Category Archives: Wholesale Flames Jerseys

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-We’ve Got A First: It took 27 games on the season, but Oliver Kylington scored his first goal on the season, which gave the Flames a 3-2 lead in the third period.

-Still Close: Despite losing three straight the Flames are still within striking distance of the Pacific Divison’s top spot. Getting a point out of last night’s 4-3 loss was key as the Flames are still only three points out of first place.

-No So Friendly Confines: The Flames have now lost 5 of the last 6 times the Canadiens have paid them a visit.

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The Nashville Predators and Columbus Blue Jackets each had a glaring need and were able to help each other when Seth Jones and Ryan Johansen were traded for one another. From Columbus’ perspective, Johansen was not a favorite of coach John Tortorella and already had a lengthy contract dispute. Nashville had an abundance of talent on the blueline and needed to find a top line centerman. When a trade of this magnitude happens, one team usually regrets the move but, in this situation, both teams were left quite pleased.

It takes a lot of extenuating circumstances for two teams in the thick of a playoff race to trade their captains, but in 2014, the New York Rangers and Tampa Bay Lightning completed the transaction. Lightning general manager Steve Yzerman created a dispute with Martin St. Louis when he left the future Hall-Of-Famer off Team Canada’s original roster for the Sochi Olympics. In return, St. Louis requested a trade and the Lightning ended up honoring the request. On the other side, Glen Sather wrapped up contract extensions with Henrik Lundqvist and Dan Girardi but struggled to find common ground with Callahan. Even though the Lightning had very little leverage in the negotiations, Yzerman still found a way to pry two first-round picks from New York in the process. The Rangers went on to lose in the 2014 Cup Final and fell in the 2015 Conference Finals to the Lightning in a seven-game series. Neither team won a championship because of this move, but both clubs settled a problem with this transaction.

A few maneuvers were significant when Los Angeles won two Stanley Cups early in the decade, but the Kings paid a steep price to acquire Mike Richards in June 2011. Coincidentally, another big piece, Jeff Carter, was traded that day to the Columbus Blue Jackets. He was eventually sent to Los Angeles at the 2012 trade deadline where he became a key cog for the Kings. Anze Kopitar, Drew Doughty and Dustin Brown were already in place, but the acquisition of Richards and Carter were a huge reason why Los Angeles was very successful in the first half of the decade.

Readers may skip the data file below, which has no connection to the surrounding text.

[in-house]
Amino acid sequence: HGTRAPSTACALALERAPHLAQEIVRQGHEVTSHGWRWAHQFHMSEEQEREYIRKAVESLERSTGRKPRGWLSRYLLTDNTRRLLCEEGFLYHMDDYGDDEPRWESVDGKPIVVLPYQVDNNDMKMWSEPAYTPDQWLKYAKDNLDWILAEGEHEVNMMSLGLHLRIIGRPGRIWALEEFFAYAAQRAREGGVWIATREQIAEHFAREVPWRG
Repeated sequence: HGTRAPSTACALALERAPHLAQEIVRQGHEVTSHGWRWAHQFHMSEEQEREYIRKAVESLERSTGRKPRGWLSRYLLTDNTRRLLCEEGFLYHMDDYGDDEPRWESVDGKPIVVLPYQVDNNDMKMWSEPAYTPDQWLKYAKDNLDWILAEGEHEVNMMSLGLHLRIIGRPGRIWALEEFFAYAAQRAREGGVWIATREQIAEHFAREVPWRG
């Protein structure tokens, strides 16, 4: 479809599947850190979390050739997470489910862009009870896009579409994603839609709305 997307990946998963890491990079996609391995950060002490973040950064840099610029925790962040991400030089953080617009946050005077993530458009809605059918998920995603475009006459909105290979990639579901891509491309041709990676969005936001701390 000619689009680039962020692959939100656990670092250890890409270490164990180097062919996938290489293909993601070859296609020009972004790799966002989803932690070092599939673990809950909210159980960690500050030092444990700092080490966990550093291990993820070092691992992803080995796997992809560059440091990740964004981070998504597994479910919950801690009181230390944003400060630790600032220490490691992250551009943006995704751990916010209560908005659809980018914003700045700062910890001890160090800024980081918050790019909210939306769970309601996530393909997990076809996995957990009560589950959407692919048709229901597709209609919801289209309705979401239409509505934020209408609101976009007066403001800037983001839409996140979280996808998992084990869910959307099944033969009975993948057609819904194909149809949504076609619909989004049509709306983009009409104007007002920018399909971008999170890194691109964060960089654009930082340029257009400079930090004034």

On the flip side, the Flyers were looking to change the culture around the club that offseason and landed Wayne Simmonds and Brayden Schenn in the Richards deal, while acquiring Jakub Voracek in the Carter trade. Philadelphia did not win a Stanley Cup, but they were not ripped off in either deal when trading legitimate NHL stars.

It was a blockbuster trade in June of 2018 that helped both the Carolina Hurricanes and Calgary Flames. Dougie Hamilton, Micheal Ferland and Adam Fox were sent to Carolina in exchange for Noah Hanifin and Elias Lindholm. If one was to define a hockey trade, this would be a great place to start.

There are always overreactions after losing in the Stanley Cup Playoffs but the way the Boston Bruins reacted to losing the 2013 Stanley Cup Final was clearly a mistake. The Bruins front office decided to trade Tyler Seguin, a star in the making, to the Dallas Stars for Loui Eriksson and several other pieces. The Bruins did not make matters worse by handing Eriksson a lucrative contract extension in the summer of 2016, but they did lose a player that averaged 77 points per season since the trade.

This deal is easy to judge knowing how each player performed since the trade. However, in April of 2013 the move did make some sense for both teams. The Ottawa Senators had a crowded crease with Craig Anderson, Robin Lehner and Bishop while Conacher was off to a strong start with the Tampa Bay Lightning, recording 24 points (nine goals, 15 assists) in the first 35 games of the season. The undersized forward instantly became the Senators’ leading scorer upon his arrival but would never become the lethal scorer Ottawa hoped for. On the other hand, Bishop has become a well-rounded NHL goaltender.